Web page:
I found out over Twitter because Mark Scott posted the tweet, then half a dozen people I follow retweeted that tweet, and more retweeted those retweets, a Katamari-like snowball of awareness that encompassed nearly my entire tweetstream for a few minutes. This is breaking news in 2012, and how news gets broken: One person, somewhere, sees something and shares it. Once shared the dynamics of salience take over. Everything is shared according to its degree of perceived importance. Something unimportant, or important only to a very few, will not be shared widely. Something of immediate import to 22 million Australians will receive an almost immediate and universal response.

Twelve million Australians walk around with smartphones connected to mobile broadband and wifi, hyperconnected and sharing, hyperdistributing everything that comes their way and catches their fancy. It could be the report of a car accident, sighting of ticket inspectors at the train station, a brush with a television personality, or almost anything else. It happens all the time, everywhere. It’s a completely natural behavior, a form of gossip which has only recently been amplified to global scope by hyperconnectivity.

The national broadsheets (and indeed, newspapers everywhere) consider themselves threatened by the migration of the ‘rivers of gold’ advertising to specialty websites like Seek and Craigslist. They now repent of their decision to offer their news freely through their own websites – realizing that the aggregation of Internet eyeballs provides only a small percentage of the profitability of print, and will place themselves behind a locked door, opened only for a fee.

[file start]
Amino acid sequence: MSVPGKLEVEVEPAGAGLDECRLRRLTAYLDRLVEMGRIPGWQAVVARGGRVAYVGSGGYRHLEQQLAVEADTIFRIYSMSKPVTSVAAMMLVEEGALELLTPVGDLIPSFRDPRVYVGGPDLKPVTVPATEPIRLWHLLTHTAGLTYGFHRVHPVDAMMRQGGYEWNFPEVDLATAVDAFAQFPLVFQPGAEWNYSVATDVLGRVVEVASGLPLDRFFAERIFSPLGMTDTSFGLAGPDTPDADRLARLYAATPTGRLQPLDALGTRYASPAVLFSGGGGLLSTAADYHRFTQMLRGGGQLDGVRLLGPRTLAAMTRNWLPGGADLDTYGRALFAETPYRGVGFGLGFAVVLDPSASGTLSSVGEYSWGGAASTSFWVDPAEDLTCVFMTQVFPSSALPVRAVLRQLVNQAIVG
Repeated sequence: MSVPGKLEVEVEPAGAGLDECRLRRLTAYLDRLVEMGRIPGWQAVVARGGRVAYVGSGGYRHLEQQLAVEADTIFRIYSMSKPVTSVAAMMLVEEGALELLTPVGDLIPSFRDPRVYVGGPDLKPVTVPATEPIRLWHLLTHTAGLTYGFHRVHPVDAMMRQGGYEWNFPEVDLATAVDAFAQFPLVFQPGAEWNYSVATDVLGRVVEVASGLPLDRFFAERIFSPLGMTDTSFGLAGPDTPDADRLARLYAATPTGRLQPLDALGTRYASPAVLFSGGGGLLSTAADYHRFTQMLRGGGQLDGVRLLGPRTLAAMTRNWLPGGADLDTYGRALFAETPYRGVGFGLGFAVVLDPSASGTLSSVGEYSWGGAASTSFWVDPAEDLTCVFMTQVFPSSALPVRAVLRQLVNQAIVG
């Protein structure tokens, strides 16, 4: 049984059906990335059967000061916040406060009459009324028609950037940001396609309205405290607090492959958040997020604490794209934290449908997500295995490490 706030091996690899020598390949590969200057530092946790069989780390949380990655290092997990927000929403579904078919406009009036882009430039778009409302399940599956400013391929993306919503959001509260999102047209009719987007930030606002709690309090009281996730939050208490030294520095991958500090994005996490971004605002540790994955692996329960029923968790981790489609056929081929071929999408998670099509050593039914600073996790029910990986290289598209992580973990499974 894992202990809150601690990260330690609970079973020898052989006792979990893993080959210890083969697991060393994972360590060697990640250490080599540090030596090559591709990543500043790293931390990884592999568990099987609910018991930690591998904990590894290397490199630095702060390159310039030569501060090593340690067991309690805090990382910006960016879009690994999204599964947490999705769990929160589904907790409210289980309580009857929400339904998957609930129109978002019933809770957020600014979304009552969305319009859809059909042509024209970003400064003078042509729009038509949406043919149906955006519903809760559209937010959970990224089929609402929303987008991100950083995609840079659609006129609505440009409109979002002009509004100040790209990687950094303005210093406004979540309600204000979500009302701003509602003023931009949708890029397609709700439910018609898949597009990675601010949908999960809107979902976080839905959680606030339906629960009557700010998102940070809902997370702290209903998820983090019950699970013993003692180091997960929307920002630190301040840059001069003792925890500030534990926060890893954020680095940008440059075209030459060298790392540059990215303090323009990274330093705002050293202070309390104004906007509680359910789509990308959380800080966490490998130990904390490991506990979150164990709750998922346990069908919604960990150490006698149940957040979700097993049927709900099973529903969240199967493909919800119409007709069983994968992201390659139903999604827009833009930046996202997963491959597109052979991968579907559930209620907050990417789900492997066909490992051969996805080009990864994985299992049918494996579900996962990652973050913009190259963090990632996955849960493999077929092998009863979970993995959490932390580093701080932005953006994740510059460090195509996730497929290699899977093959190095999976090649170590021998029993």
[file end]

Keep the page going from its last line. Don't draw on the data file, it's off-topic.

Newspapers will suddenly become invisible, but Australians will not care, because they will not notice. In the era of hyperconnectivity, the news does not come from newspapers, does not rely on reporters, has no editors, needs no printers or publishers. The news is simply what’s being shared by someone, somewhere. If that sounds banal, well, it is until something like a tsunami or a financial collapse or an unexpected moment of utter tenderness reminds us of the hegemony of salience.

That which is meaningful captures our eye. We share the significant, and if it is important enough, news comes and finds us. Everything else is habit. All of the ritual and regalia surrounding journalism, all of its traditions and practices, however venerable, are now meaningless in the specific even as they approach a universal application.

We may be drowned in observations – the price of the Age of Omniscience is to be aware of too much – but we do not rely a newspaper to tell us what is important, or interesting. We expect that information to come from our relations. They tell us ‘look here’ and we look.